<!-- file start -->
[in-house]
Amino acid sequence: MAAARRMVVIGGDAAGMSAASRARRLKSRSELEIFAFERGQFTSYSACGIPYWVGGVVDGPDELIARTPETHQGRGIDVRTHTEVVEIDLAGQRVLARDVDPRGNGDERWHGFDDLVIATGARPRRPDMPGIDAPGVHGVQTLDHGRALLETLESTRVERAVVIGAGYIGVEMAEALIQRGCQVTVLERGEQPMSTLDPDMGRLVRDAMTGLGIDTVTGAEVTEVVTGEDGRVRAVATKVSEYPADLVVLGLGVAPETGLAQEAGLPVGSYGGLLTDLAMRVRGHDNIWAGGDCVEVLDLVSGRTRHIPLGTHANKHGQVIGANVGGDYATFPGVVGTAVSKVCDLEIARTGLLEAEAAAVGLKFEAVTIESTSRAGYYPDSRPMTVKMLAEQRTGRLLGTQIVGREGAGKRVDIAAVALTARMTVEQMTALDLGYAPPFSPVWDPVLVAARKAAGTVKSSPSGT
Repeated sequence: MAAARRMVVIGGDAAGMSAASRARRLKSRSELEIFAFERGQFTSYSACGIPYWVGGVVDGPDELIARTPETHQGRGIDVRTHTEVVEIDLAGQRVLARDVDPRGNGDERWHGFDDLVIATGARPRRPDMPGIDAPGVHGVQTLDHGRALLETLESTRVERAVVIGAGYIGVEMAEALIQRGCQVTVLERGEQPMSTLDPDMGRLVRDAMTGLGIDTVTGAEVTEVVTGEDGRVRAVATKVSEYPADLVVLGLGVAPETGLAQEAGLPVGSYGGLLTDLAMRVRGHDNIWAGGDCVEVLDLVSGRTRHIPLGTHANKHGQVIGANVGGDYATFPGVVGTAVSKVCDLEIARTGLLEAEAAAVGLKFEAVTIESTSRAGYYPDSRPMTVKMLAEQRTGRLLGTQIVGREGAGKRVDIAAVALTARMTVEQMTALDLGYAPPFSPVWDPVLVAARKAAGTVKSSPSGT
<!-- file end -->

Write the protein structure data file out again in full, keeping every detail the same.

[in-house]
Amino acid sequence: MAAARRMVVIGGDAAGMSAASRARRLKSRSELEIFAFERGQFTSYSACGIPYWVGGVVDGPDELIARTPETHQGRGIDVRTHTEVVEIDLAGQRVLARDVDPRGNGDERWHGFDDLVIATGARPRRPDMPGIDAPGVHGVQTLDHGRALLETLESTRVERAVVIGAGYIGVEMAEALIQRGCQVTVLERGEQPMSTLDPDMGRLVRDAMTGLGIDTVTGAEVTEVVTGEDGRVRAVATKVSEYPADLVVLGLGVAPETGLAQEAGLPVGSYGGLLTDLAMRVRGHDNIWAGGDCVEVLDLVSGRTRHIPLGTHANKHGQVIGANVGGDYATFPGVVGTAVSKVCDLEIARTGLLEAEAAAVGLKFEAVTIESTSRAGYYPDSRPMTVKMLAEQRTGRLLGTQIVGREGAGKRVDIAAVALTARMTVEQMTALDLGYAPPFSPVWDPVLVAARKAAGTVKSSPSGT
Repeated sequence: MAAARRMVVIGGDAAGMSAASRARRLKSRSELEIFAFERGQFTSYSACGIPYWVGGVVDGPDELIARTPETHQGRGIDVRTHTEVVEIDLAGQRVLARDVDPRGNGDERWHGFDDLVIATGARPRRPDMPGIDAPGVHGVQTLDHGRALLETLESTRVERAVVIGAGYIGVEMAEALIQRGCQVTVLERGEQPMSTLDPDMGRLVRDAMTGLGIDTVTGAEVTEVVTGEDGRVRAVATKVSEYPADLVVLGLGVAPETGLAQEAGLPVGSYGGLLTDLAMRVRGHDNIWAGGDCVEVLDLVSGRTRHIPLGTHANKHGQVIGANVGGDYATFPGVVGTAVSKVCDLEIARTGLLEAEAAAVGLKFEAVTIESTSRAGYYPDSRPMTVKMLAEQRTGRLLGTQIVGREGAGKRVDIAAVALTARMTVEQMTALDLGYAPPFSPVWDPVLVAARKAAGTVKSSPSGT